In the above position, we can use the short cut of counting how many attackers there are – three – and how many defenders there are – two. When there are more attackers than defenders (and the value of the pieces is equal) then we can win the exchange.
However, consider the position below, which is just a slight variation from the first example. In this case, because of the order of the exchanges, it is no longer safe to take the pawn as the queen will be exchanged by a piece that is less valuable.
So in your games, make sure you take your time whenever you’re going to exchange pieces. Make sure you understand the value of the pieces and count out the value of the exchange before going for it!
Here are a few ways to develop this skill:
When studying games played by masters, count the value of exchanges and see “who won” each one. Do this when studying your own games as well.
Regularly practice tactical puzzles. One excellent resource for this is the Chessable e-book 1001 Chess Exercises for Beginners. Except when the problem ends in checkmate, counting is an essential aspect of judging whether a tactic works or not.
Have you ever made a chess move and almost instantly kicked yourself because you saw that you made a big mistake? This could include missing that your opponent was attacking your queen or that the piece you thought was en prise – a piece that seemed free to take – was actually protected by a bishop or rook across the board. If this happens to you often (and it happens to everyone sometimes), you may need to be more careful at the board.
Here is an example of what I’m talking about from one of my son’s games. He had a position that any experienced player would have won easily. However…
Chess is a game between two players. This means that not only must you decide on your move, you must also consider how your opponent might respond to your move. Likewise, your move should somehow take into account the intentions of your opponent.
If you want to get better at chess, you will want to improve your board awareness and develop the habit of being careful when you make your moves. Here are a few important points to remember.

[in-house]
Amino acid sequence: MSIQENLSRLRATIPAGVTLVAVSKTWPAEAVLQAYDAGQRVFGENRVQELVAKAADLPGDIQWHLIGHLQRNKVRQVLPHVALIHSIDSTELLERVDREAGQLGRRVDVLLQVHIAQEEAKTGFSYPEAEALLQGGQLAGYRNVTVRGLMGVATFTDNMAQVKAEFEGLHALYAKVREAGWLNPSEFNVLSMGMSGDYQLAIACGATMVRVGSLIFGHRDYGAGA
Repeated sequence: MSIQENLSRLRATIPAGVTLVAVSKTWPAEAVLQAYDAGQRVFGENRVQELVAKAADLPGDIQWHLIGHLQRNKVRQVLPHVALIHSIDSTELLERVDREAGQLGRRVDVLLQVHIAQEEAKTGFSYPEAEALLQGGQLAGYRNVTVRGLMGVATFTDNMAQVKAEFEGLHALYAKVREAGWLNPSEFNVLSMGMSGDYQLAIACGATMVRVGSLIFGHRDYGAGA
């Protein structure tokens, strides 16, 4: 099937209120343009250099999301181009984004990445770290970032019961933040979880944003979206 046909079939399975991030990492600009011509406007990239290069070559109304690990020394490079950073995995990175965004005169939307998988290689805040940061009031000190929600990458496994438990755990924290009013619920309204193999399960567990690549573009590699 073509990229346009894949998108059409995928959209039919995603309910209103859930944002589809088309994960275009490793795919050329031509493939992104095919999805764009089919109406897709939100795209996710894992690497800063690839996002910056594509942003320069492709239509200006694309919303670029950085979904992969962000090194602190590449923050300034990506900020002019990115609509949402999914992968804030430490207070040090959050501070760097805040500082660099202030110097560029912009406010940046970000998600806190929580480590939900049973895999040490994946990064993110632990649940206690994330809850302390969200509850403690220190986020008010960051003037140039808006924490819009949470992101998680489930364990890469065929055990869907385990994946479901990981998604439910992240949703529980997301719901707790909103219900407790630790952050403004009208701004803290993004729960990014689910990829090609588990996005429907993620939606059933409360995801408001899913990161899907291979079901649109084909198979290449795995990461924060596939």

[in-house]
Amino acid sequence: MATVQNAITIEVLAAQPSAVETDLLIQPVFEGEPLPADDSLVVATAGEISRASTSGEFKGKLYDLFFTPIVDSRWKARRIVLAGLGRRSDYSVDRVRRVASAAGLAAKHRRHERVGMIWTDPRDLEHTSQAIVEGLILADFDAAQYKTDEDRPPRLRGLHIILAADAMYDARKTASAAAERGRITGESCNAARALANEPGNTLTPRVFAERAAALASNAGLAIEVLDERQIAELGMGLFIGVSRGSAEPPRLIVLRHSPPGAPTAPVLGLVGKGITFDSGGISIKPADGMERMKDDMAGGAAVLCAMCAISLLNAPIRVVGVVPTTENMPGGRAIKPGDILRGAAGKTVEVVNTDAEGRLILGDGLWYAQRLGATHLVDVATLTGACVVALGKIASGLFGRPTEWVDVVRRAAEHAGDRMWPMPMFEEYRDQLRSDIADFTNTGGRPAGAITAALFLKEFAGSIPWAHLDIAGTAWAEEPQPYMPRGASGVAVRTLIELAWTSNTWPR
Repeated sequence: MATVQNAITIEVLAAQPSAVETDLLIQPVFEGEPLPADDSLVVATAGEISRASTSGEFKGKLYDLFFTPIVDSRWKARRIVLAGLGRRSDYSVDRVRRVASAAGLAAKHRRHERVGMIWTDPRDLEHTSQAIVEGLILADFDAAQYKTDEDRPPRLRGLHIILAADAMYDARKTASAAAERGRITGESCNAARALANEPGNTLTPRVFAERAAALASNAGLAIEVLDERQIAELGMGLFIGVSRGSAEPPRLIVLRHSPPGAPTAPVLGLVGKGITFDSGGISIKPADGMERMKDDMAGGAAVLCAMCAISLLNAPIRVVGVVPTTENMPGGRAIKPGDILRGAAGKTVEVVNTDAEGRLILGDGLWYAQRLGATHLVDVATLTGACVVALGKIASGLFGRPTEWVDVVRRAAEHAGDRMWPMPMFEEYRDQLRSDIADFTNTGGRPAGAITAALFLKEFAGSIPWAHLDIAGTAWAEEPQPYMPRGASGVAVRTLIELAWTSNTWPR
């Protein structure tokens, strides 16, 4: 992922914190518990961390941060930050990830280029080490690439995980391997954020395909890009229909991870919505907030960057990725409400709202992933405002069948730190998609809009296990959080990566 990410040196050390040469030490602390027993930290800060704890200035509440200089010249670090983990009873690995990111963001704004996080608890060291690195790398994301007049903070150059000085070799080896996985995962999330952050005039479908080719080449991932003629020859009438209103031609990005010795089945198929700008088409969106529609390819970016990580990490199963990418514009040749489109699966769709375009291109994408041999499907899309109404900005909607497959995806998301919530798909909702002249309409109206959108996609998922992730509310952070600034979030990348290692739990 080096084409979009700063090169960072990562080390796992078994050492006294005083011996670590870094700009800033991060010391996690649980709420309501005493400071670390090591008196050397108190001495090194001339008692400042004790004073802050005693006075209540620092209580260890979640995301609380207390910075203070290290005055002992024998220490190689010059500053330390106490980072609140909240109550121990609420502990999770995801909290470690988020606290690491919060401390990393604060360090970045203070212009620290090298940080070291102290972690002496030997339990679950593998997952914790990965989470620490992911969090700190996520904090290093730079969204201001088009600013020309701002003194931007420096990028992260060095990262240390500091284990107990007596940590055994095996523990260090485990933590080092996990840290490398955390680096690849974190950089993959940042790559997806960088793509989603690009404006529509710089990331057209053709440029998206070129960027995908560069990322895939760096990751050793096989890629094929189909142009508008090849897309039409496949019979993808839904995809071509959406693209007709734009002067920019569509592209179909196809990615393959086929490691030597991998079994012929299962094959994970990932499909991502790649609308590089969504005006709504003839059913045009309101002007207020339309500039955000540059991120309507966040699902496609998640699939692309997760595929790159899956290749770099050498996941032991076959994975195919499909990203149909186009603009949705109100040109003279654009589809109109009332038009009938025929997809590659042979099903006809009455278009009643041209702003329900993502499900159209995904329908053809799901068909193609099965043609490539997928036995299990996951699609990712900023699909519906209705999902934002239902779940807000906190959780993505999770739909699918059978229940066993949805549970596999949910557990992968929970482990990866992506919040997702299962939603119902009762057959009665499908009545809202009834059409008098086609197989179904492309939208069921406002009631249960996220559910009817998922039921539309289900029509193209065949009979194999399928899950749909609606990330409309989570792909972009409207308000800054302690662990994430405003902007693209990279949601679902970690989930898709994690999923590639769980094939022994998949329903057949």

Try to identify your opponent’s checks, captures, and threats. You intended move should be able to account for these “CCT’s.”
Every once in a while, try to take a “big picture” look of the whole board. What is your opponent trying to do? What area of the board is he attacking? Are there any targets that you should be attacking?
After each of your opponent’s moves, try to understand the purpose of the move before you consider your move. It’s a bad habit to make your move instantly after your opponent makes a move.
Taking care when playing chess doesn’t mean just playing conservatively or passively. What it does mean is taking into account your opponent’s plans and threats. The more you can do this in your play, the more you will avoid those “beginner mistakes” that you kick yourself for after you make them.
Activate Your Pieces
One thing that strong players do very well is get all of their pieces working for them. If you look at the games of classic players like Morphy or modern players like Magnus Carlsen, you will notice that nearly all of their pieces are doing something important on the board. The ones that aren’t get traded off.
Here is an example of a recent game I saw between two beginners demonstrating how to NOT use your bishops.
Paul Morphy – one of the greatest players in the late 1800’s and perhaps one of the greatest ever – was a master of piece activity. He made his chess pieces work! Below is his famous “Opera Game.” Notice how every one of his pieces play a role in the victory. Conversely, notice how several of his opponent’s pieces are still sitting on their initial squares in the final position.
If you think of your chess pieces as an army. You want to make sure all of your soldiers are doing their part. Here are some ways to apply this to your games:
When there aren’t any immediate threats from your opponent, you can take a moment to see if you have any pieces that aren’t active. Make them work!
See if there is a way to prevent your opponent from activating his pieces. This might include taking control of open files and diagonals before your opponent can or playing a pawn move to deny your opponent a square for his pieces.
Trade off your opponent’s most active pieces. Try to preserve your own active pieces.
Convert Your Wins
Have you had a game where you had a big advantage and then just couldn’t win it? Maybe you had an extra piece or even an extra queen but eventually the game just fizzled into a draw?
Here is an example from a game between two beginners.
This is not an uncommon occurrence for beginning players. Fortunately, there are a few simple techniques and methods you can learn which will help you turn those winning positions into actual wins!